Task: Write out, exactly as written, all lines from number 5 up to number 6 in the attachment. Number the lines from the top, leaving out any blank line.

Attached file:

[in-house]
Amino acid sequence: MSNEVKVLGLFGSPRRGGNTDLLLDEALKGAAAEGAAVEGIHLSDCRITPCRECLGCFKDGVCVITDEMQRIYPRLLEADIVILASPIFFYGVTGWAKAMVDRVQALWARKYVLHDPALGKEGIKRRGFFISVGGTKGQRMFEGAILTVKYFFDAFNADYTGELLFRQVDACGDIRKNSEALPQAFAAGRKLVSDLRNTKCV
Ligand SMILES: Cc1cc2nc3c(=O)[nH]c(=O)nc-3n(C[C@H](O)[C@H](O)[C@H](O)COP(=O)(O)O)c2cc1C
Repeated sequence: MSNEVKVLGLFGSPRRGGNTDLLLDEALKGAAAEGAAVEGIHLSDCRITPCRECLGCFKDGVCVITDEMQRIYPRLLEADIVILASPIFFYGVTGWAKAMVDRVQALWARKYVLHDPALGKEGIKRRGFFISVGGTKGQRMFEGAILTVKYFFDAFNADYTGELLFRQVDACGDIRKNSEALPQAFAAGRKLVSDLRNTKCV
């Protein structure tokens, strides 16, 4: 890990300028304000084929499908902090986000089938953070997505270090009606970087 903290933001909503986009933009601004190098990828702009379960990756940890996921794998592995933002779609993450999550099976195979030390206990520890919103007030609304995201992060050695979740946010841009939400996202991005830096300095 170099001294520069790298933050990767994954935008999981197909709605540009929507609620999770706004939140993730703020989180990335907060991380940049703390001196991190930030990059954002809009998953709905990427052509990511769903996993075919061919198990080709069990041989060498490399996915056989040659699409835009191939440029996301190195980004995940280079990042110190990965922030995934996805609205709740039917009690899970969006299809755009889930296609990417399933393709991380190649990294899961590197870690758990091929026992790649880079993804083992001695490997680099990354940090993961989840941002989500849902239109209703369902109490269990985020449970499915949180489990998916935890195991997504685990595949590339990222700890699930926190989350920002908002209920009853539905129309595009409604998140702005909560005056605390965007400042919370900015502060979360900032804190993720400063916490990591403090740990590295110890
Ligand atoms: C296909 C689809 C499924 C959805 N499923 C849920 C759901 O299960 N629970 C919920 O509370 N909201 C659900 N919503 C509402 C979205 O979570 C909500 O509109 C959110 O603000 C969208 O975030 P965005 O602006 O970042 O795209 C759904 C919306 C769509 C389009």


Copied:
């Protein structure tokens, strides 16, 4: 890990300028304000084929499908902090986000089938953070997505270090009606970087 903290933001909503986009933009601004190098990828702009379960990756940890996921794998592995933002779609993450999550099976195979030390206990520890919103007030609304995201992060050695979740946010841009939400996202991005830096300095 170099001294520069790298933050990767994954935008999981197909709605540009929507609620999770706004939140993730703020989180990335907060991380940049703390001196991190930030990059954002809009998953709905990427052509990511769903996993075919061919198990080709069990041989060498490399996915056989040659699409835009191939440029996301190195980004995940280079990042110190990965922030995934996805609205709740039917009690899970969006299809755009889930296609990417399933393709991380190649990294899961590197870690758990091929026992790649880079993804083992001695490997680099990354940090993961989840941002989500849902239109209703369902109490269990985020449970499915949180489990998916935890195991997504685990595949590339990222700890699930926190989350920002908002209920009853539905129309595009409604998140702005909560005056605390965007400042919370900015502060979360900032804190993720400063916490990591403090740990590295110890
Ligand atoms: C296909 C689809 C499924 C959805 N499923 C849920 C759901 O299960 N629970 C919920 O509370 N909201 C659900 N919503 C509402 C979205 O979570 C909500 O509109 C959110 O603000 C969208 O975030 P965005 O602006 O970042 O795209 C759904 C919306 C769509 C389009």